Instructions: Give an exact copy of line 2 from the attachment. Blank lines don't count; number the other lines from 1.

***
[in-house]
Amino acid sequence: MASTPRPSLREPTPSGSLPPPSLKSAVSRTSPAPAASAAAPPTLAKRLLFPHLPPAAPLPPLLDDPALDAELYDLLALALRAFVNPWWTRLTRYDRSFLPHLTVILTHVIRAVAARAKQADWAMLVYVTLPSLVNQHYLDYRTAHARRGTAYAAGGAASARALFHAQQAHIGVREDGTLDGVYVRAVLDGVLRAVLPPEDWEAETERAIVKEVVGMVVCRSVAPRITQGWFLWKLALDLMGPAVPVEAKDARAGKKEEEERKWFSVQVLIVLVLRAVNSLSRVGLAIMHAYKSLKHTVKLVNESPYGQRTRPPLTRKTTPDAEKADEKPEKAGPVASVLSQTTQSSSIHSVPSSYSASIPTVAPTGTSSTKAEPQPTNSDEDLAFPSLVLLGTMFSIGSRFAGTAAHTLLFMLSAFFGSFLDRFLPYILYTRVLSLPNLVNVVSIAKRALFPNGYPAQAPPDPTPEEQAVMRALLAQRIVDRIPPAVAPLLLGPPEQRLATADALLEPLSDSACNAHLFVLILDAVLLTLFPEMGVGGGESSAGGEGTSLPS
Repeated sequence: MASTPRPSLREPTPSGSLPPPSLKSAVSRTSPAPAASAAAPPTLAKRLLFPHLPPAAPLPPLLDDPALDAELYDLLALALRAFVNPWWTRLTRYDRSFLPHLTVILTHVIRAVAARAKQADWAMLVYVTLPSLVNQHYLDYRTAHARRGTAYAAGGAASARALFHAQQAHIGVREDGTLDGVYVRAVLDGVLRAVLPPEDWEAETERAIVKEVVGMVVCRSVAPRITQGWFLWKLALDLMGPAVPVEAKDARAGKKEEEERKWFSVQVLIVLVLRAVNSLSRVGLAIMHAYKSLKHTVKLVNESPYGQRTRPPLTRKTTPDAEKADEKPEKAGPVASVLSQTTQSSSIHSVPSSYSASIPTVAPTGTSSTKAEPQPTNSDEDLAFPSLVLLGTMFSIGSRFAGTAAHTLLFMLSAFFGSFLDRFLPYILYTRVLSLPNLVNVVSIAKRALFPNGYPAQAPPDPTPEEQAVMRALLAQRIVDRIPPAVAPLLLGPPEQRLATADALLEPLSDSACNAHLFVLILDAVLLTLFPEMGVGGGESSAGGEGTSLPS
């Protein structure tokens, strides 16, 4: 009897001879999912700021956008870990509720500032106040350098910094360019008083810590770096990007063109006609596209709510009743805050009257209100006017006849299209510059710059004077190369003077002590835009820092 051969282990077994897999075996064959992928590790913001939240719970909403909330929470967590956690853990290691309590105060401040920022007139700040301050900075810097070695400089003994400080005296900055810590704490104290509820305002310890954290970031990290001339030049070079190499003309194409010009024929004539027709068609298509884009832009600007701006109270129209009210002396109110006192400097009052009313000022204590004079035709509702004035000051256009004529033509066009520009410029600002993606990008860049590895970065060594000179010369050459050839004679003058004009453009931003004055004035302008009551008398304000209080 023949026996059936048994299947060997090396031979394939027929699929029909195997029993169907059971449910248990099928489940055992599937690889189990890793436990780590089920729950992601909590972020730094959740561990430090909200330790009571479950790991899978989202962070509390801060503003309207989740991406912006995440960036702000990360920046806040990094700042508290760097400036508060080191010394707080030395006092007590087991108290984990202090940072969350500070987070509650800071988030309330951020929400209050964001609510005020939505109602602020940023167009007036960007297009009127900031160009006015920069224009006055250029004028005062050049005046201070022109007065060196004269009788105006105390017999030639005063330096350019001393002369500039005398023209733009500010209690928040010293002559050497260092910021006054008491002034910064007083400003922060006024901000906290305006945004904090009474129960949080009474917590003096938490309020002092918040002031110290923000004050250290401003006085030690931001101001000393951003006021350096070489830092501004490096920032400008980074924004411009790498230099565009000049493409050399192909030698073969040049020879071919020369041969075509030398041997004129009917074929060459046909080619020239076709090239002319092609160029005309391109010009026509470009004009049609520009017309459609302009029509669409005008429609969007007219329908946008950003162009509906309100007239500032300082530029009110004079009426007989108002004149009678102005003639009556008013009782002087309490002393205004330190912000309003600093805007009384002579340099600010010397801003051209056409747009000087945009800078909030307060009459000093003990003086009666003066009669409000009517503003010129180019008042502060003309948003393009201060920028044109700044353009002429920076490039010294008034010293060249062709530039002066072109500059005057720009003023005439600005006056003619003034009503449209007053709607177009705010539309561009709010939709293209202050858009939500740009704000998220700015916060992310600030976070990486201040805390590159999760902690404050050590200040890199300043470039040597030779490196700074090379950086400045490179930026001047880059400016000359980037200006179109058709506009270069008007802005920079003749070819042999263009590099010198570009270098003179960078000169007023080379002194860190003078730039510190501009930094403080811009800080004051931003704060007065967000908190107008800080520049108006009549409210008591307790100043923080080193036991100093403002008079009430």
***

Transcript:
Amino acid sequence: MASTPRPSLREPTPSGSLPPPSLKSAVSRTSPAPAASAAAPPTLAKRLLFPHLPPAAPLPPLLDDPALDAELYDLLALALRAFVNPWWTRLTRYDRSFLPHLTVILTHVIRAVAARAKQADWAMLVYVTLPSLVNQHYLDYRTAHARRGTAYAAGGAASARALFHAQQAHIGVREDGTLDGVYVRAVLDGVLRAVLPPEDWEAETERAIVKEVVGMVVCRSVAPRITQGWFLWKLALDLMGPAVPVEAKDARAGKKEEEERKWFSVQVLIVLVLRAVNSLSRVGLAIMHAYKSLKHTVKLVNESPYGQRTRPPLTRKTTPDAEKADEKPEKAGPVASVLSQTTQSSSIHSVPSSYSASIPTVAPTGTSSTKAEPQPTNSDEDLAFPSLVLLGTMFSIGSRFAGTAAHTLLFMLSAFFGSFLDRFLPYILYTRVLSLPNLVNVVSIAKRALFPNGYPAQAPPDPTPEEQAVMRALLAQRIVDRIPPAVAPLLLGPPEQRLATADALLEPLSDSACNAHLFVLILDAVLLTLFPEMGVGGGESSAGGEGTSLPS